Premier Kathleen Wynne's lead fundraiser has stepped down amid a reorganization of the Ontario Liberal Party as it begins a ramp-up to the 2018 election.
Bobby Walman, who had been the head of the Liberals' campaign-finance system for eight years, confirmed Monday that he had departed over the summer.
In an e-mail, he said he had "voluntarily resigned" to return to running a political consulting company.
"My decision to move on was discussed with the Premier and leaders of the Ontario Liberal Party around the end of last year," he wrote. "I agreed to stay until early summer 2016 to ensure a smooth and seamless transition."
His departure comes as the Liberals look to overhaul their fundraising operation to comply with campaign finance reforms sparked by a Globe and Mail investigation.
Starting next year, the Liberals plan to ban corporate and union donations, bring in lower contribution caps and prevent provincial politicians from attending fundraising events. Ms. Wynne ordered the new rules after The Globe revealed that hundreds of the province's corporate leaders were paying up to $10,000 for private face-time with the Premier and members of her cabinet.
Mr. Walman kept a low profile as he expanded the Liberals' fundraising efforts. Even Integrity Commissioner J. David Wake had difficulty getting Mr. Walman to speak with him when he investigated a controversial Liberal fundraiser earlier this year: Mr. Wake had to issue a summons to compel Mr. Walman's co-operation after Mr. Walman ignored Mr. Wake's requests for a meeting.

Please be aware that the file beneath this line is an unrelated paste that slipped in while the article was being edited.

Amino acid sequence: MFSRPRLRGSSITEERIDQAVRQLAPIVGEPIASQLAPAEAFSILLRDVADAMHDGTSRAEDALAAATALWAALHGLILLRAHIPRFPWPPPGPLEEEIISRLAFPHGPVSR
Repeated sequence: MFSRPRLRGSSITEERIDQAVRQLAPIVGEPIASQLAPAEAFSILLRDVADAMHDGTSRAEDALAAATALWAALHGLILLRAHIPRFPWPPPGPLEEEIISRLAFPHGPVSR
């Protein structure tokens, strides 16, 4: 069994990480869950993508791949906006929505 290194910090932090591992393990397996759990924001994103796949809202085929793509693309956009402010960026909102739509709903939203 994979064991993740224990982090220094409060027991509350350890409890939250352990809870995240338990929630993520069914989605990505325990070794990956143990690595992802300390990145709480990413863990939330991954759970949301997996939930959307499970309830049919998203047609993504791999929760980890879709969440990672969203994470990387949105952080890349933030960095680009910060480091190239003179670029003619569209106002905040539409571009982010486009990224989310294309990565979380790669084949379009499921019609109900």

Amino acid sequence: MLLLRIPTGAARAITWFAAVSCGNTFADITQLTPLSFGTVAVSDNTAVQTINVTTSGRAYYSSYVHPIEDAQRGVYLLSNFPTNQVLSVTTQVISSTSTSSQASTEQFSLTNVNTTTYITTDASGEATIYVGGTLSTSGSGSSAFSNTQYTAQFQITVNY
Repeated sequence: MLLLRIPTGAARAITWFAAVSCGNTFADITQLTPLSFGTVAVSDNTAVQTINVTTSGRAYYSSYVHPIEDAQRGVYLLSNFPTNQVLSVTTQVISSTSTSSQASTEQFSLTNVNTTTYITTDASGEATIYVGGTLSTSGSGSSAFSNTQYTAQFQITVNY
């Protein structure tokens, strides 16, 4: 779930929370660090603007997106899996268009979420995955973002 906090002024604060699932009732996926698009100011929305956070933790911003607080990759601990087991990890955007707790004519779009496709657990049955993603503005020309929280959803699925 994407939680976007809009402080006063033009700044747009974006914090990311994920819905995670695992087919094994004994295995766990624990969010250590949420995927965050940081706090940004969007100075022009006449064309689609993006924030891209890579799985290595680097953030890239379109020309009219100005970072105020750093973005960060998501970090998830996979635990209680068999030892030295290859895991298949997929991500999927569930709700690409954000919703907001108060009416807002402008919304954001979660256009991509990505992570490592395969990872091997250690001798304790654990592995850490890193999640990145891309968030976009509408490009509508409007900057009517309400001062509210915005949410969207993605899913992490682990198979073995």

In a memo to party members Monday, Ms. Wynne and party president Vince Borg announced that Zak Bailey, a veteran of several health-care charities, has taken over as chief fundraiser. The previously semi-independent Ontario Liberal Fund has been merged into the party itself, meaning Mr. Bailey will report directly to Patricia Sorbara, who is leaving her post as Ms. Wynne's deputy chief of staff next month to become CEO of the party.
Ms. Sorbara also serves as campaign manager, a role she has filled since before the 2014 election. She will focus on organizational matters – including the party's voter identification database and get-out-the-vote apparatus. One of Ms. Wynne's most trusted advisers, Ms. Sorbara became a controversial figure when a former Liberal candidate accused her of offering him a government job in exchange for dropping out of a nomination contest ahead of last year's Sudbury by-election.
David Herle, the Liberals' pollster, will again serve as chief campaign strategist with the title of managing campaign co-chair. As he did for the 2014 election, Mr. Herle will be in charge of the campaign's overall direction, including advertising. One source said Mr. Herle has been sitting in on daily meetings and phone calls with the Premier's top staff in recent months.
Deputy Premier Deb Matthews and Tim Murphy, a former chief of staff to former prime minister Paul Martin, will also serve as co-chairs.
Bay Street lawyer Alexis Levine will oversee the process of nominating candidates, the memo said. Meanwhile, political consultant Michael Keegan is undertaking a reorganization of the party to handle the redistribution of ridings ahead of the election, as the legislature grows from 107 members to 122.